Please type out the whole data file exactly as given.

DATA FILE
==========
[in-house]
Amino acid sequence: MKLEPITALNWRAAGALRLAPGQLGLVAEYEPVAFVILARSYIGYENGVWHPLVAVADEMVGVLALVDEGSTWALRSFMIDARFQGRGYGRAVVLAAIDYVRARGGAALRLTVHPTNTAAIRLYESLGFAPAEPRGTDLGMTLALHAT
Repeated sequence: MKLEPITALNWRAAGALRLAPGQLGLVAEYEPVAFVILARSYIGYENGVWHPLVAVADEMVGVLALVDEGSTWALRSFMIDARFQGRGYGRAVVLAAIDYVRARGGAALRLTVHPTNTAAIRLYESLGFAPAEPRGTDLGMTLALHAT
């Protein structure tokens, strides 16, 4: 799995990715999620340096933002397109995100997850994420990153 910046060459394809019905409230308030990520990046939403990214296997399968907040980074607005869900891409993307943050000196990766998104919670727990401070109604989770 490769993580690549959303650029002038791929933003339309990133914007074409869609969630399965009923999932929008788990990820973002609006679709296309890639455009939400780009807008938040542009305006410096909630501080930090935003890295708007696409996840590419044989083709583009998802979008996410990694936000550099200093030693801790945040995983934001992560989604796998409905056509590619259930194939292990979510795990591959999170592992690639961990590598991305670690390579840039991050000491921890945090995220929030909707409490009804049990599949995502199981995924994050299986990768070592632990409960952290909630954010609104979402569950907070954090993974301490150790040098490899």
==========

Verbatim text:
[in-house]
Amino acid sequence: MKLEPITALNWRAAGALRLAPGQLGLVAEYEPVAFVILARSYIGYENGVWHPLVAVADEMVGVLALVDEGSTWALRSFMIDARFQGRGYGRAVVLAAIDYVRARGGAALRLTVHPTNTAAIRLYESLGFAPAEPRGTDLGMTLALHAT
Repeated sequence: MKLEPITALNWRAAGALRLAPGQLGLVAEYEPVAFVILARSYIGYENGVWHPLVAVADEMVGVLALVDEGSTWALRSFMIDARFQGRGYGRAVVLAAIDYVRARGGAALRLTVHPTNTAAIRLYESLGFAPAEPRGTDLGMTLALHAT
């Protein structure tokens, strides 16, 4: 799995990715999620340096933002397109995100997850994420990153 910046060459394809019905409230308030990520990046939403990214296997399968907040980074607005869900891409993307943050000196990766998104919670727990401070109604989770 490769993580690549959303650029002038791929933003339309990133914007074409869609969630399965009923999932929008788990990820973002609006679709296309890639455009939400780009807008938040542009305006410096909630501080930090935003890295708007696409996840590419044989083709583009998802979008996410990694936000550099200093030693801790945040995983934001992560989604796998409905056509590619259930194939292990979510795990591959999170592992690639961990590598991305670690390579840039991050000491921890945090995220929030909707409490009804049990599949995502199981995924994050299986990768070592632990409960952290909630954010609104979402569950907070954090993974301490150790040098490899």